With Windows applications, whilst big bugs can be a serious hassle and put a hell of a crimp in your day, I don’t come across them all that often (touch wood). The things that do cause me to shout and scream and grind my teeth in frustration are the little tiny niggles which occur often, and aren’t a serious problem, but are enough to throw me off my train of thought or put a sudden stop to those nice, productive flows of work that happen every now and again – the kind of bug equivalent of a charity woman turning up at your table in the pub asking for money for horses, or something – kills the mood immediately and it takes a couple of minutes for things to get back to normal again afterwards.

My favourite bug of this variety is the one in Visual Studio.NET (and – don’t get me wrong – I really like Visual Studio; things like tab-complete on method names, tooltip parameter lists, lack of having to write makefiles, a very powerful debugger, good, integrated help, etc, all make the life of a developer so much more pleasant and productive) which means that, every so often, it will freeze up and do nothing for a couple of minutes. It always recovers, but it takes sufficiently long that it’s not just a case of take a deep breath, wait a couple of seconds and continue, but it’s equally not quite long enough to justify getting up to make a cup of tea or something.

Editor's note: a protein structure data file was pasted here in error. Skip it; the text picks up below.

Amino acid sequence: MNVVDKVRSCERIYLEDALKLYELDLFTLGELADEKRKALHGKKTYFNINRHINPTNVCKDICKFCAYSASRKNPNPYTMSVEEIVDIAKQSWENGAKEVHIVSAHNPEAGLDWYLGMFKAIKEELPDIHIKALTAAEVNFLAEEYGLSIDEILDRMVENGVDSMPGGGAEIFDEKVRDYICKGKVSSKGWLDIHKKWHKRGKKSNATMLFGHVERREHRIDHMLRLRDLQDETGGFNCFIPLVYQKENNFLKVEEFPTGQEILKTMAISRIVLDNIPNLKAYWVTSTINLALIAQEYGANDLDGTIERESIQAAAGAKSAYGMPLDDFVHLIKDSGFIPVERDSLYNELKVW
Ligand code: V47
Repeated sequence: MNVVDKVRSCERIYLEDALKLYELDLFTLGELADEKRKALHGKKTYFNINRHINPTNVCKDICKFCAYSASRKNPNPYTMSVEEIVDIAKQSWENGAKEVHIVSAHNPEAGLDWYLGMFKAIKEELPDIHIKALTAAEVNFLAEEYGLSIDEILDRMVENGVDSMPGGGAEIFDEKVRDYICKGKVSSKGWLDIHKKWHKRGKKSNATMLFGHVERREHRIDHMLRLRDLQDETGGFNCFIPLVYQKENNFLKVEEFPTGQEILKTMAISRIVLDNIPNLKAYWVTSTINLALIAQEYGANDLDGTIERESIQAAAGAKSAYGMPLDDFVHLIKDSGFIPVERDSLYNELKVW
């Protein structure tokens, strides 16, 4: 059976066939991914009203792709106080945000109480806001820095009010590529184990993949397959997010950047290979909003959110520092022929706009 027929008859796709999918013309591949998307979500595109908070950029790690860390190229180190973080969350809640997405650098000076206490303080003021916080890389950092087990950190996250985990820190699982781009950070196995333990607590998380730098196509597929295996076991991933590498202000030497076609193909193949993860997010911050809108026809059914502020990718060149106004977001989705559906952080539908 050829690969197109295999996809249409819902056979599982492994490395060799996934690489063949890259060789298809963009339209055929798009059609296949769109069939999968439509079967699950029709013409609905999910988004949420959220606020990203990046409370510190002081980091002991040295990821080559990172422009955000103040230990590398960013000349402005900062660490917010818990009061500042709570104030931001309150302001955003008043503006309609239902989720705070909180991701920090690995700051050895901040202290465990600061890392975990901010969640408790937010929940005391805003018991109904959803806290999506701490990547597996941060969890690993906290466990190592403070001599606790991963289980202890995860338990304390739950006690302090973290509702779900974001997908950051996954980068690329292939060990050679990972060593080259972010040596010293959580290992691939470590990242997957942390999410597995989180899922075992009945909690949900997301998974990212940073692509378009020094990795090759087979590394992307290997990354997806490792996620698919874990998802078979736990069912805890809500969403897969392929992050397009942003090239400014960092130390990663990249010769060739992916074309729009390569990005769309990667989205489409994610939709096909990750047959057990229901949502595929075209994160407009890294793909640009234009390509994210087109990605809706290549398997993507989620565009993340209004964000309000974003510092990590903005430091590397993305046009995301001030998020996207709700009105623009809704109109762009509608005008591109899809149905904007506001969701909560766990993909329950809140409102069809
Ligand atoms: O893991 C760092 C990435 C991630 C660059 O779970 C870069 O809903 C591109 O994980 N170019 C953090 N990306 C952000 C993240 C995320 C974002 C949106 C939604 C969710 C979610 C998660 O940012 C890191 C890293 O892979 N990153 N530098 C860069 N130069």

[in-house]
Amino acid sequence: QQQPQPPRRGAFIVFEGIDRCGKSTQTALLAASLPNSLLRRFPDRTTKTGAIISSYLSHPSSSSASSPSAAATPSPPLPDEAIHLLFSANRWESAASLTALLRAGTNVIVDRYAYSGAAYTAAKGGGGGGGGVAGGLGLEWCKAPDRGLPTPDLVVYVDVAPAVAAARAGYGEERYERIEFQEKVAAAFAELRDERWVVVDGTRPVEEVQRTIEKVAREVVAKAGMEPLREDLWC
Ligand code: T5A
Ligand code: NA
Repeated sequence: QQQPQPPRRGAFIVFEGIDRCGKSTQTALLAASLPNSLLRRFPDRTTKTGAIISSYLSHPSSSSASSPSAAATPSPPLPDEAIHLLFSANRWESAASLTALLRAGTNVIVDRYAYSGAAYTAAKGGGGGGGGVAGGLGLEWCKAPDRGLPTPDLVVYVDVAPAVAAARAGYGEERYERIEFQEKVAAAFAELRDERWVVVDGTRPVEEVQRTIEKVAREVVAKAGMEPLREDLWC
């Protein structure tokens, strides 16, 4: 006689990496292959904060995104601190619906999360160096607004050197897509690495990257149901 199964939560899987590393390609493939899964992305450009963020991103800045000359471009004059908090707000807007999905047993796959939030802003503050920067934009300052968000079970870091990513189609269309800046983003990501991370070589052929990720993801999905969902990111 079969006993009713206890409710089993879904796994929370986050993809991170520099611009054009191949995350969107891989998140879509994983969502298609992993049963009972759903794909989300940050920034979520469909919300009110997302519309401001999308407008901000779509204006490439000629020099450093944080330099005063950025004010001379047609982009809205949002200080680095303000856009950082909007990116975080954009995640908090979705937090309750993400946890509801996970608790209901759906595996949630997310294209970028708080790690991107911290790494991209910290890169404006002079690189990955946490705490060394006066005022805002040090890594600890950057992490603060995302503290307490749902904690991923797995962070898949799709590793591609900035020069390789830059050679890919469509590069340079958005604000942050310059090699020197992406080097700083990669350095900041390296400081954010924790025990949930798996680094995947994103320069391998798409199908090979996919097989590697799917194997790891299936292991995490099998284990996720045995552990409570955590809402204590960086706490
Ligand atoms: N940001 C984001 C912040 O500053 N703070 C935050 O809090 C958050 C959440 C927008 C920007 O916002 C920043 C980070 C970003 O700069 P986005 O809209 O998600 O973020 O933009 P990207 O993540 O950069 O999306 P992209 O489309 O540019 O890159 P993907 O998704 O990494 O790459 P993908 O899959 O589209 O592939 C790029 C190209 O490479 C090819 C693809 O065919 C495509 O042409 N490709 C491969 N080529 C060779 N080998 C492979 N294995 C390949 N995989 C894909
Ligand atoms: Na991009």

So, what little niggling “undocumented features” make your life a misery?

Arboretum

Tuesday, April 20th, 2004